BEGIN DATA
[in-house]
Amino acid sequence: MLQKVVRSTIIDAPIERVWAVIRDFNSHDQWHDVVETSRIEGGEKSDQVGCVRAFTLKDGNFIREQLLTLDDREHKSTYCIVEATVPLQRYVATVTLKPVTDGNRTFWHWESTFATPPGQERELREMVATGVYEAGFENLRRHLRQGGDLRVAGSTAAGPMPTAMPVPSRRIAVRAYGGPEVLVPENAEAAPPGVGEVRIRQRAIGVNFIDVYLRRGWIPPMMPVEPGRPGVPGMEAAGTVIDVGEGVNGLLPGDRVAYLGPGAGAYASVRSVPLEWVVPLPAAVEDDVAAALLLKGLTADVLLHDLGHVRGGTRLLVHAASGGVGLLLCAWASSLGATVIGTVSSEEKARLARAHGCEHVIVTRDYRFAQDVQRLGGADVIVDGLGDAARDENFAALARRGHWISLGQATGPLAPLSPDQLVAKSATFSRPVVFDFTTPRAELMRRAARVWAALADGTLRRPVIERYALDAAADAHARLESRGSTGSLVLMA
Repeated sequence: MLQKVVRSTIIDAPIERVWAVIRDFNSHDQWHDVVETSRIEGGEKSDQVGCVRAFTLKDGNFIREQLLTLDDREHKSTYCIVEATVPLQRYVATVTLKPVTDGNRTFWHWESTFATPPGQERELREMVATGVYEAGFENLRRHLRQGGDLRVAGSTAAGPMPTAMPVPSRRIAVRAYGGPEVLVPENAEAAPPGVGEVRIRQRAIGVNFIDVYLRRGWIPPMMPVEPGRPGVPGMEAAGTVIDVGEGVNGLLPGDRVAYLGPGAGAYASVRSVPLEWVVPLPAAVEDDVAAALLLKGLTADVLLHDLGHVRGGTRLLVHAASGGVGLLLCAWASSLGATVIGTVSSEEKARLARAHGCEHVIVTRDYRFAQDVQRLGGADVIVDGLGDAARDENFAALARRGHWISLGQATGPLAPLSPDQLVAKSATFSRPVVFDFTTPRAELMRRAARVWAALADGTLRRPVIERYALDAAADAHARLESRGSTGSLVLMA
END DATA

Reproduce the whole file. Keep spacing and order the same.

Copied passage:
[in-house]
Amino acid sequence: MLQKVVRSTIIDAPIERVWAVIRDFNSHDQWHDVVETSRIEGGEKSDQVGCVRAFTLKDGNFIREQLLTLDDREHKSTYCIVEATVPLQRYVATVTLKPVTDGNRTFWHWESTFATPPGQERELREMVATGVYEAGFENLRRHLRQGGDLRVAGSTAAGPMPTAMPVPSRRIAVRAYGGPEVLVPENAEAAPPGVGEVRIRQRAIGVNFIDVYLRRGWIPPMMPVEPGRPGVPGMEAAGTVIDVGEGVNGLLPGDRVAYLGPGAGAYASVRSVPLEWVVPLPAAVEDDVAAALLLKGLTADVLLHDLGHVRGGTRLLVHAASGGVGLLLCAWASSLGATVIGTVSSEEKARLARAHGCEHVIVTRDYRFAQDVQRLGGADVIVDGLGDAARDENFAALARRGHWISLGQATGPLAPLSPDQLVAKSATFSRPVVFDFTTPRAELMRRAARVWAALADGTLRRPVIERYALDAAADAHARLESRGSTGSLVLMA
Repeated sequence: MLQKVVRSTIIDAPIERVWAVIRDFNSHDQWHDVVETSRIEGGEKSDQVGCVRAFTLKDGNFIREQLLTLDDREHKSTYCIVEATVPLQRYVATVTLKPVTDGNRTFWHWESTFATPPGQERELREMVATGVYEAGFENLRRHLRQGGDLRVAGSTAAGPMPTAMPVPSRRIAVRAYGGPEVLVPENAEAAPPGVGEVRIRQRAIGVNFIDVYLRRGWIPPMMPVEPGRPGVPGMEAAGTVIDVGEGVNGLLPGDRVAYLGPGAGAYASVRSVPLEWVVPLPAAVEDDVAAALLLKGLTADVLLHDLGHVRGGTRLLVHAASGGVGLLLCAWASSLGATVIGTVSSEEKARLARAHGCEHVIVTRDYRFAQDVQRLGGADVIVDGLGDAARDENFAALARRGHWISLGQATGPLAPLSPDQLVAKSATFSRPVVFDFTTPRAELMRRAARVWAALADGTLRRPVIERYALDAAADAHARLESRGSTGSLVLMA